Congratulations to Adjunct Professor Jason Meek who recently received a two-year appointment from the Secretary General of the Organization for Economic Co-operation and Development (OECD) in Paris to serve as one of two mediators to the organization. Jason will mediate disputes and relational conflicts involving individuals and policy teams while developing a fresh world-class conflict management program through coaching, leadership development, and advancement of intercultural competencies. He will be splitting his time between Paris and San Francisco, so we hope he can continue to work with us in some capacity.
International Guest Speaker, Ales Zalar, former Min. of Justice Slovenia
CNDR was very fortunate to have the opportunity to host Former Slovenian Minister of Justice Ales Zalar as he toured the U.S. on behalf of the U.S. State Department’s International Visitor Leadership Program (IVLP). Mr. Zalar initially visited UC Hastings in 1999 where he learned about ADR in the U.S. and had the opportunity to visit several different court-connected ADR programs in the area. After returning to Slovenia, he developed mediation programs and mediator associations for his country. CNDR Director Purcell assisted with the review of Slovenia ADR legislation and provided training to judges in 2009. Mr. Zalar also spearheaded international cooperation on legal issues and international exchanges of law professionals to build judicial capacity, combat international corruption and fight organized crime. Mr. Zalar credited his experience through the State Department’s program for the many innovations he has brought to the European Union and ADR community.
Last Chance MCLE
CNDR’s MCLE offering, “Last Chance MCLE: Ethics, Elimination of Bias and Detection/Prevention of Mental Illness through a Negotiation Lens” – designed for attorneys needing to complete those hard-to-get specialized MCLE credits before the deadline of January 31st – was a resounding success. Attendees were happy to spend a day with us learning didactically and experientially, and we hope to offer it again next year.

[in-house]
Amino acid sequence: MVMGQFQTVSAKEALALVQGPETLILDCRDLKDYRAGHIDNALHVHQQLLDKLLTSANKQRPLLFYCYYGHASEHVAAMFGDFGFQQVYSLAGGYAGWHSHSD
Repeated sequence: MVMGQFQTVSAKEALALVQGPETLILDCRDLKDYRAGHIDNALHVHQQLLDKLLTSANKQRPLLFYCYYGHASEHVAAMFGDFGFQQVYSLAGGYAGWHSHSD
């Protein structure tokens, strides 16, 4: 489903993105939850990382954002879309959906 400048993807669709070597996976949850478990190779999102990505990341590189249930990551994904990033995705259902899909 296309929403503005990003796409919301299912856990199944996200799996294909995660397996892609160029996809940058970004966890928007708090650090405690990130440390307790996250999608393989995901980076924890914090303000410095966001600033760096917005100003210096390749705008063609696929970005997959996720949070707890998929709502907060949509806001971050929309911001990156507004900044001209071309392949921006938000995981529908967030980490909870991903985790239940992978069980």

Egypt - A small group of national ADR experts, including CNDR Director Purcell, were selected to review and comment on an Egyptian draft mediation law. The American Bar Association's International Legal Resource Center (ILRC), in concert with United Nations Development Program and the International Finance Corporation, have lent support to ADR efforts in Egypt and the region.
A high level Ministry of Justice Egyptian delegation came to the US and met with some of the ABA experts in NY and Washington DC, while all experts on the committee worked on crafting enhancements to the law. The proposed legislation incorporates a mix of mediation models including judicial and private, mandatory (for certain cases) and voluntary elements. Egypt is interested in how mediation departments in courts operate, how judges get involved in mediation and manage cases, how private providers are organized and how the profession is regulated.
CNDR's Summer Institute on Court ADR Program Design addresses many of these issues and Sheila was pleased to provide feedback and suggestions both from her experience as co-faculty of the Institute and from her 16 years developing and designing court ADR programs in the San Mateo Superior Court.
China - Visiting Professor Gao Xuequiang of China's Shaanxi Normal University Dept. of Law enjoyed attending many of the CNDR ADR classes and the New Frontiers speaker series. He is interested in US ADR History. When he returns to China he hopes to be in contact with Judges of the mediation pilot program in Donguuan People's Court where Sheila provided technical assistance and training in October 2012.
Hong Kong - Part of the People's Republic of China, Hong Kong has a Commissioner who plays a role like that of Ambassador. Commissioner David C K Tong visited CNDR in February. He shared that Hong Kong is seeking to serve as an international hub for Arbitration. Hong Kong has a very strong and active ADR community including an exceptional Court ADR program and many private ADR organizations and bodies. The American Bar Association Dispute Resolution Section, in recognition of this vibrant ADR community, plans on offering an ADR Conference in Hong Kong in late October 2013.
Spain - This last fall CNDR sent Adjunct Jessica Notini to Madrid where she provided a highly lauded 50 hour Mediation Certificate training. This work was done with help from Leticia Garcia Villaluenga, the Director of a Spanish ADR Institute in Madrid, the "Instituto Compulense de Mediacion y Gestion de Conflictos" and others. We hope to continue our collaborations with Leticia and the Institute and to expand our trainings to other parts of the globe including Latin America.